Song Analysis: I Wish Grandpas Never Died

Riley Green’s I Wish Grandpas Never Died is a very good song, and I’ve been listening to the other tracks on his first album and looking forward to the next with much enthusiasm. Many thanks to my buddy Cart who turned me on to this one.

Right from the get-go it’s clear this is going to be a very strong category song.

I wish girls you love never gave back diamond rings [Hard Times]
I wish every porch had a swing [No category, just nice]
Wish kids still learn to say “sir” and “ma’am”, [Nostalgia]
how to shake a hand [In context, ditto]
I wish every state had a Birmingham [The South]

I wish everybody knew all the words to Mama Tried [Country Music Aspirations and Inspirations]
I wish Monday mornings felt just like Friday nights [implied Hard Times and/or Raisin’ Hell, but not substantive enough to qualify]

The first verse alone hits four, with most of these reinforced with additional category hits later on. The song also goes on to hit Love & Modes (“I wish the first time, seventeen, she was my everything kiss in a Chevrolet, could happen every day”), Raisin’ Hell (“and back road drinking kids never got caught”) and America (“I wish everybody overseas was gonna make it home”). More to be said on America category in a separate post, but this is one where we’re appropriately more liberal in our analysis to capture the spirit of the category cf Modes which really requires a more literal reference.

God/religion is the only category not mentioned. Green circles around the category, but ultimately, for purposes of this song, Sundays spent on the creek bank and death not explicitly memorialized with religious component.

Though less explicitly than some other songs that list things (e.g., Something ’bout a Truck, I Love This Life), this is a song that lists things. It shouldn’t be interpreted as a knock on this fine song to remark that it’s easier to hit a higher number of categories in ca song that lists things. The format is just more flexible when there’s no specific plot to be advanced. Going back to first principles, the number of categories doesn’t itself create a good song, it’s just an indicator. And so re-emphasizing the point on this commentary not taking anything away from the song, it should be reminded that one of the very best songs there is – and the only other known song to also hit 8 categories – Kenny’s I Go Back is also a song that lists things.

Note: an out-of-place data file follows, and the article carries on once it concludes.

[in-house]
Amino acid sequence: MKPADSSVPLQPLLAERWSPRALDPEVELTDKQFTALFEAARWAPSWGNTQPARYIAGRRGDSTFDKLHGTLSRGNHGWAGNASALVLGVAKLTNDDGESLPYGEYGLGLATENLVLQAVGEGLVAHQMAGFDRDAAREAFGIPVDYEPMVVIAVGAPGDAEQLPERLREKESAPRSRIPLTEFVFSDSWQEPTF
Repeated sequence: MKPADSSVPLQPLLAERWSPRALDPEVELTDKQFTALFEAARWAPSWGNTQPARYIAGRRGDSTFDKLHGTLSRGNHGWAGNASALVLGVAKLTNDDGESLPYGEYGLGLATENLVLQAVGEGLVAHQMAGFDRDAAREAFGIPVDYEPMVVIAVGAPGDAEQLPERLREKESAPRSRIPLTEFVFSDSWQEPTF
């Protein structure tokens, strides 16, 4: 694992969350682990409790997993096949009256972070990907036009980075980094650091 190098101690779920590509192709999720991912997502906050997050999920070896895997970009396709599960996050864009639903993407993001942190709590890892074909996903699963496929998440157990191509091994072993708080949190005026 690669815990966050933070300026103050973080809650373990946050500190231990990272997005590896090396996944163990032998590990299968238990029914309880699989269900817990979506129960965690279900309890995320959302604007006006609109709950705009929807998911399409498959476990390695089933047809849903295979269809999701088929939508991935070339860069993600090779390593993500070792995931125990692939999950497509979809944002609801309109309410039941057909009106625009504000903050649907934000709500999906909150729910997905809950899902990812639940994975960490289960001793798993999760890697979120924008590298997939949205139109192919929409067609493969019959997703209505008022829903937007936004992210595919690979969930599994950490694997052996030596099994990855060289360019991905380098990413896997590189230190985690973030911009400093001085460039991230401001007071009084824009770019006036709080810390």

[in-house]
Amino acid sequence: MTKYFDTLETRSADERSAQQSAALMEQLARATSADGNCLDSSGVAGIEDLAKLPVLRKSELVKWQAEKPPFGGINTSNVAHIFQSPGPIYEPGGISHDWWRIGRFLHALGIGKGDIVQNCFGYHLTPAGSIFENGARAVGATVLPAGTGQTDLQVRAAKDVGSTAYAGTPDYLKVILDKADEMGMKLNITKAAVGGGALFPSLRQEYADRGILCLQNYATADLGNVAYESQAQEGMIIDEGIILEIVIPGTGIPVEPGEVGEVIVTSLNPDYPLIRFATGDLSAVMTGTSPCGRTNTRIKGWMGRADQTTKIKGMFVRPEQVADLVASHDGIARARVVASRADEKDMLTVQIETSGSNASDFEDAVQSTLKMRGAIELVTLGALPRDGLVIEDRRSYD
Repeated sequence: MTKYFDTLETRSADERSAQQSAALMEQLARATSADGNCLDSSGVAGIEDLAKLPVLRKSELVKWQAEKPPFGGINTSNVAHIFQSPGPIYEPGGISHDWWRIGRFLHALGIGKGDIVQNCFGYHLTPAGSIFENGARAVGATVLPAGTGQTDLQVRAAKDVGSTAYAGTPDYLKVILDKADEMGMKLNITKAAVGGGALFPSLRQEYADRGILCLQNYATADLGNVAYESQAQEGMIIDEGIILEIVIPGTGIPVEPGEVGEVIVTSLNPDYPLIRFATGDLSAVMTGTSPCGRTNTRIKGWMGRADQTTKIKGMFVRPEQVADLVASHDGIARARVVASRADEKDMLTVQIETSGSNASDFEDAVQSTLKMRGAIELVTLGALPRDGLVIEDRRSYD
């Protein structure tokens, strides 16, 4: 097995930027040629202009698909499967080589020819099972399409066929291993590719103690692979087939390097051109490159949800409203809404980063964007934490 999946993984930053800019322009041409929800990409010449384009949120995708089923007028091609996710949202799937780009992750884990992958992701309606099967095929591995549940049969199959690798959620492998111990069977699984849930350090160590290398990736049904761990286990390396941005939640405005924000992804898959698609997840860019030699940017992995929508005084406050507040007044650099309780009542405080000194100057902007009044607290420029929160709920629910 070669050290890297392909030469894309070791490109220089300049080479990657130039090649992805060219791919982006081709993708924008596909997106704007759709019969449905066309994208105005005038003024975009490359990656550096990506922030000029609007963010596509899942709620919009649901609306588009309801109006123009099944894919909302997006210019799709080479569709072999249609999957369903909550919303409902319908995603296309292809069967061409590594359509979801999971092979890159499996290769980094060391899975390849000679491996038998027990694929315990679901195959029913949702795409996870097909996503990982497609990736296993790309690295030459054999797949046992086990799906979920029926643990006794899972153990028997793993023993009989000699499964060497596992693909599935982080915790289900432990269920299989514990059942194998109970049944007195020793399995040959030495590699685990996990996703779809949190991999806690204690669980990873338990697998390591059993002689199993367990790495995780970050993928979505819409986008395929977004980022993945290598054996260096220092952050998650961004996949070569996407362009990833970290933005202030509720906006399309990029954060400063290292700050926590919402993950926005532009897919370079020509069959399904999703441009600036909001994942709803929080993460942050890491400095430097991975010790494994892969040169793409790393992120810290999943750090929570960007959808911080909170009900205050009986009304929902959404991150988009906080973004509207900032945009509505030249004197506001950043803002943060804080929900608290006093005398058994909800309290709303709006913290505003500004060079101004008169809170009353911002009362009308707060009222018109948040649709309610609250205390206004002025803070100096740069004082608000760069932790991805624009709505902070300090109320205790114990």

If I had one complaint/suggestion it would be to scrap the electric/steel guitar, in particular the short solo, in the recorded version. To me this undermines what is considered in the following para and for a moment, in what is otherwise a nice and special song, makes it feel just a bit cookie-cutter.

This song is effective because Green lists things that allow the listener to situate themselves in a time when their grandpas were around (or at least when the listen imagines that Green’s grandpas were around), looking back nostalgically to how things were when they/he were growing up. The nostalgic listings lead up to and culminate in the heartfeltly delivered title line at the end of the chorus. Taken out of context some of the lyrics look cliche – pop country antennas of course go up to feel out any reference to Bud Light or similar. But the strong weight of other lyrics (I love e.g. the lyrics on Copperhead and good dogs), including the capstone re: grandpas, make the song authentic and make us feel good about giving the benefit of the doubt to lyrics like Bud Light, which in context are credible. Overall, the lyrics use the categories to effectively situate the song’s nostalgia – the activities, the music, the emotions, etc – that take the listener back to the time of grandpas being around. 

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